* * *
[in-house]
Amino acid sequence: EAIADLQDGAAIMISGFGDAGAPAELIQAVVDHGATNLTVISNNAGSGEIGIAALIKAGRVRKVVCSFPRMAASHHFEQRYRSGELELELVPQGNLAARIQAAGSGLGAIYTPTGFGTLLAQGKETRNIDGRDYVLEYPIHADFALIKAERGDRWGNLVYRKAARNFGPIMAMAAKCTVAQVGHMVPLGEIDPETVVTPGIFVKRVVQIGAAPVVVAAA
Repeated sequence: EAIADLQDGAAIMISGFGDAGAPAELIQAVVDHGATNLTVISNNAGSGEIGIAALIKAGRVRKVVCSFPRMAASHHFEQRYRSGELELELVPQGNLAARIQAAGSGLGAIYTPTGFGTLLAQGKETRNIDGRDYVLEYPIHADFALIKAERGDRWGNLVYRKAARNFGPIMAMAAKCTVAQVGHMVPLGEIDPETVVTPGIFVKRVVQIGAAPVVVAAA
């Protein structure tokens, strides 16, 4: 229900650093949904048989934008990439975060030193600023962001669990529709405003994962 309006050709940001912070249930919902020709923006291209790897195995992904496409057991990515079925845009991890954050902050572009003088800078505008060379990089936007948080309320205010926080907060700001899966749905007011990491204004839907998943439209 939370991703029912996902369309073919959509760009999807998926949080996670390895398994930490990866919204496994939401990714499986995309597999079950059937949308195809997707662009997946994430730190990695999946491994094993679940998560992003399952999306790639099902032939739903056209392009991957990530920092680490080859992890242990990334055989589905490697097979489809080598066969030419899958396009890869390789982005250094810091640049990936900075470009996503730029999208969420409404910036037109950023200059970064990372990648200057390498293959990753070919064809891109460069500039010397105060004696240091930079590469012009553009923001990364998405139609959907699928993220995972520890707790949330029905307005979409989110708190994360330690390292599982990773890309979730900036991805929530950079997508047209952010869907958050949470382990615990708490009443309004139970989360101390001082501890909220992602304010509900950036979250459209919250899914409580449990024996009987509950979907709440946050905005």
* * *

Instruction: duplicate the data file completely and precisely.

[in-house]
Amino acid sequence: EAIADLQDGAAIMISGFGDAGAPAELIQAVVDHGATNLTVISNNAGSGEIGIAALIKAGRVRKVVCSFPRMAASHHFEQRYRSGELELELVPQGNLAARIQAAGSGLGAIYTPTGFGTLLAQGKETRNIDGRDYVLEYPIHADFALIKAERGDRWGNLVYRKAARNFGPIMAMAAKCTVAQVGHMVPLGEIDPETVVTPGIFVKRVVQIGAAPVVVAAA
Repeated sequence: EAIADLQDGAAIMISGFGDAGAPAELIQAVVDHGATNLTVISNNAGSGEIGIAALIKAGRVRKVVCSFPRMAASHHFEQRYRSGELELELVPQGNLAARIQAAGSGLGAIYTPTGFGTLLAQGKETRNIDGRDYVLEYPIHADFALIKAERGDRWGNLVYRKAARNFGPIMAMAAKCTVAQVGHMVPLGEIDPETVVTPGIFVKRVVQIGAAPVVVAAA
């Protein structure tokens, strides 16, 4: 229900650093949904048989934008990439975060030193600023962001669990529709405003994962 309006050709940001912070249930919902020709923006291209790897195995992904496409057991990515079925845009991890954050902050572009003088800078505008060379990089936007948080309320205010926080907060700001899966749905007011990491204004839907998943439209 939370991703029912996902369309073919959509760009999807998926949080996670390895398994930490990866919204496994939401990714499986995309597999079950059937949308195809997707662009997946994430730190990695999946491994094993679940998560992003399952999306790639099902032939739903056209392009991957990530920092680490080859992890242990990334055989589905490697097979489809080598066969030419899958396009890869390789982005250094810091640049990936900075470009996503730029999208969420409404910036037109950023200059970064990372990648200057390498293959990753070919064809891109460069500039010397105060004696240091930079590469012009553009923001990364998405139609959907699928993220995972520890707790949330029905307005979409989110708190994360330690390292599982990773890309979730900036991805929530950079997508047209952010869907958050949470382990615990708490009443309004139970989360101390001082501890909220992602304010509900950036979250459209919250899914409580449990024996009987509950979907709440946050905005």